Govt pays ransom to free MV Suez
New Delhi: Bowing to the demands by Somali pirates, Indian government on Tuesday paid a ransom of USD 2.1 million for the release of MV Suez, currently under their captivity, media reports suggested.
Government reportedly transferred the amount into the account of pirates after reaching an agreement with them.
MV Suez was hijacked by the pirates from the Gulf of Aden on August 2, 2010. It had 53 Indians on board.
Earlier, family members of six Indian sailors, held captive by the Somali pirates had urged the central government to intervene and ensure their safe release.
The six Indians were amongst the 22 crew members of Egyptian cargo vessel MV Suez, hijacked by the pirates.
According to the Merchant Navy Officers Association (MNOA), the pirates had demanded a ransom of $4 million and had given a deadline of seven days for payment.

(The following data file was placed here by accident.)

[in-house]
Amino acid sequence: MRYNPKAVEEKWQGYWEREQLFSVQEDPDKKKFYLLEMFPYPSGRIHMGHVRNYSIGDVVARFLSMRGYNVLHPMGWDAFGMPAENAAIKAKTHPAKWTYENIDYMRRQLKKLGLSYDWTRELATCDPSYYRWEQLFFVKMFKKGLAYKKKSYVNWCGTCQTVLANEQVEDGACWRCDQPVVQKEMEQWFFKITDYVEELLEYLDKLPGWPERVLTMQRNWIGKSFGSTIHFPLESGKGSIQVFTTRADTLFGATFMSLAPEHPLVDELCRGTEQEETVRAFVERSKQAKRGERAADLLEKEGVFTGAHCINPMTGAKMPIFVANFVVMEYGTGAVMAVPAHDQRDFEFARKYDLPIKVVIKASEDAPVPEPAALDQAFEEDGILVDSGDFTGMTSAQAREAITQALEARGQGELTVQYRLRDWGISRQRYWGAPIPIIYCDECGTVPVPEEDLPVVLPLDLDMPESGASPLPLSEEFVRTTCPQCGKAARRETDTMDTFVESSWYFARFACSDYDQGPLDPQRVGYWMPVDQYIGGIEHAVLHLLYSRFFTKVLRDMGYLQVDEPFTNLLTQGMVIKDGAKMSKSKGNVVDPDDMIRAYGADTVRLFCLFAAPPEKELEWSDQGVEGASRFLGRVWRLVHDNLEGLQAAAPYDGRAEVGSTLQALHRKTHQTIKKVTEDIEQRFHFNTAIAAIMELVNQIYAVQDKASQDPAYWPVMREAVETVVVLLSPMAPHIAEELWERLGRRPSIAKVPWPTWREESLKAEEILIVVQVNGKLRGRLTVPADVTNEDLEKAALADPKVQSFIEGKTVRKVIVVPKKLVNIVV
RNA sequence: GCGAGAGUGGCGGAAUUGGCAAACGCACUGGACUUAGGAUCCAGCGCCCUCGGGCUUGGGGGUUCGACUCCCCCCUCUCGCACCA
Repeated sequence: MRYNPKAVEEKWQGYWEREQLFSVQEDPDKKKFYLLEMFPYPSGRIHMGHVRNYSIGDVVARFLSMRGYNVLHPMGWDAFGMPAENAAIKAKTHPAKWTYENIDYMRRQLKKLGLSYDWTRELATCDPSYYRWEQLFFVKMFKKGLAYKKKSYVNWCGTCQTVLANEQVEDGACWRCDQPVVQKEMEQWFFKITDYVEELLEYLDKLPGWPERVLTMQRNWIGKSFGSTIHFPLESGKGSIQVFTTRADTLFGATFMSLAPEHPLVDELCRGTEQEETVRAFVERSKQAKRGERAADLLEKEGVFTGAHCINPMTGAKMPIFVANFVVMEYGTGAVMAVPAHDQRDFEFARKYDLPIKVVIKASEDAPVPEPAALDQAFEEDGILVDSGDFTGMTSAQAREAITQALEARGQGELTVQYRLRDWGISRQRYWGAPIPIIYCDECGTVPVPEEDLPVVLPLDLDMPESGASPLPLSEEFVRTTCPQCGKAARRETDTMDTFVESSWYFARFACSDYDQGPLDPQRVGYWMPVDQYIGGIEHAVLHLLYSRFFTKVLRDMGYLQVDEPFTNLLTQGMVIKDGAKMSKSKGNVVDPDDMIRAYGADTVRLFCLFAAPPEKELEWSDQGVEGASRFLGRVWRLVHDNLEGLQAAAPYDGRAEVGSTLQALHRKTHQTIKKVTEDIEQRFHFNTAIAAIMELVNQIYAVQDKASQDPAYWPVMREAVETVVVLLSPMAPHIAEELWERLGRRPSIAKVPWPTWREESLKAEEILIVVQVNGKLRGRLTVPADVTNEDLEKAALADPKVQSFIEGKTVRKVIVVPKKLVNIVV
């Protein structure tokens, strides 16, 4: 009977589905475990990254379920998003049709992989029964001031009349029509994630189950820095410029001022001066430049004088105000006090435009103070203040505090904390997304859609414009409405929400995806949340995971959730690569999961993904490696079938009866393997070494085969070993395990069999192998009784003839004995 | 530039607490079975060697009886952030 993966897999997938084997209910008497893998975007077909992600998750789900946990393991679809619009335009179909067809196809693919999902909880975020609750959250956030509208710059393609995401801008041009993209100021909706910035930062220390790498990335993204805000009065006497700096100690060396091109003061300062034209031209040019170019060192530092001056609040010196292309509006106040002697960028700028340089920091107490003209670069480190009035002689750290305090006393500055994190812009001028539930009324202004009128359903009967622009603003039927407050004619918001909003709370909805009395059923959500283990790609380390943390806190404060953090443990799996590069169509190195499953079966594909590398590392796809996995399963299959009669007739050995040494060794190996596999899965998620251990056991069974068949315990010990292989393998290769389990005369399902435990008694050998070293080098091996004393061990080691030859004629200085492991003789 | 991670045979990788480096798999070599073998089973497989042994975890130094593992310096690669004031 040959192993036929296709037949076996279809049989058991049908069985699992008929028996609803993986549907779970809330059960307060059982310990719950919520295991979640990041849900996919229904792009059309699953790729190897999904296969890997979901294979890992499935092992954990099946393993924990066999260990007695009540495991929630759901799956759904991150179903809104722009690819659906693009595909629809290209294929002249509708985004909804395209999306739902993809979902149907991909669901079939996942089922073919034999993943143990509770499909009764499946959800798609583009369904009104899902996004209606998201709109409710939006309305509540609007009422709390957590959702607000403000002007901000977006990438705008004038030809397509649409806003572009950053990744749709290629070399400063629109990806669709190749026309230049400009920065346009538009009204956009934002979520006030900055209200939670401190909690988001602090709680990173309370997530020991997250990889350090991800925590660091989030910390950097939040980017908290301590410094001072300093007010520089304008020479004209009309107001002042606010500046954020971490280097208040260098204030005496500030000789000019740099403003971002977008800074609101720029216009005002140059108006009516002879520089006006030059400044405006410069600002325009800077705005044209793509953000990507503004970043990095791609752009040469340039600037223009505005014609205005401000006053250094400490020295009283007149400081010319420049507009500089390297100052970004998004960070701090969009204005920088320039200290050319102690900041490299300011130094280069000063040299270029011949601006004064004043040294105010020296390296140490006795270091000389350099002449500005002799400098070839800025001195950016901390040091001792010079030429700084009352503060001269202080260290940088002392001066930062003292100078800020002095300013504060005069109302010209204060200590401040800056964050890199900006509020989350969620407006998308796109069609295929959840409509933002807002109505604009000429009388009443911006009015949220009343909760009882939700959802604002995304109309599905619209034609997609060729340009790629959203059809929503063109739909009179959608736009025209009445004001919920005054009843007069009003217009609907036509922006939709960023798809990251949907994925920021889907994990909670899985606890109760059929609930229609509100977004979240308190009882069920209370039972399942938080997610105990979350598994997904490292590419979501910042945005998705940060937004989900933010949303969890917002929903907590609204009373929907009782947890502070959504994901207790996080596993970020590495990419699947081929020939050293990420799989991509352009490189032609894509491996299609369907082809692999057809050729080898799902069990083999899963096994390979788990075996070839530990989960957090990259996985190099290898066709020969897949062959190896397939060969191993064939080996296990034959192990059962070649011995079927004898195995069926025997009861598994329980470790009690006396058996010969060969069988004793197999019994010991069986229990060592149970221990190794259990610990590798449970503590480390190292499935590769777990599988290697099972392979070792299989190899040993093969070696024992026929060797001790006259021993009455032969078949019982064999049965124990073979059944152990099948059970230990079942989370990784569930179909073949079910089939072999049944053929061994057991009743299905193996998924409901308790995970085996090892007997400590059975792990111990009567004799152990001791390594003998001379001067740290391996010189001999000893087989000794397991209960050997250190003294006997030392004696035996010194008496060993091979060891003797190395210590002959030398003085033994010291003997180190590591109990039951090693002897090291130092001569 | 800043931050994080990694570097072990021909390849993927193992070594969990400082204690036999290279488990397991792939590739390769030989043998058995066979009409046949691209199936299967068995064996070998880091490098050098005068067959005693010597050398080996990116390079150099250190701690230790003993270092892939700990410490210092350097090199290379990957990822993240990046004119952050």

"The way the entire issue is being handled gives the impression that the central government is being bogged down by red-tapism and no serious effort is being made to tackle the issue head on. We demand an immediate response from the centre."
Haryana Chief Minister Bhupinder Singh Hooda had also sought the intervention of Prime Minister Manmohan Singh to get six Indian hostages (two from Haryana) released from Somali pirates.
The Ansar Burney Trust, which is run by Pakistan's former human rights minister Ansar Burney, was also working to ensure the safe release of the Indian and Pakistani hostages.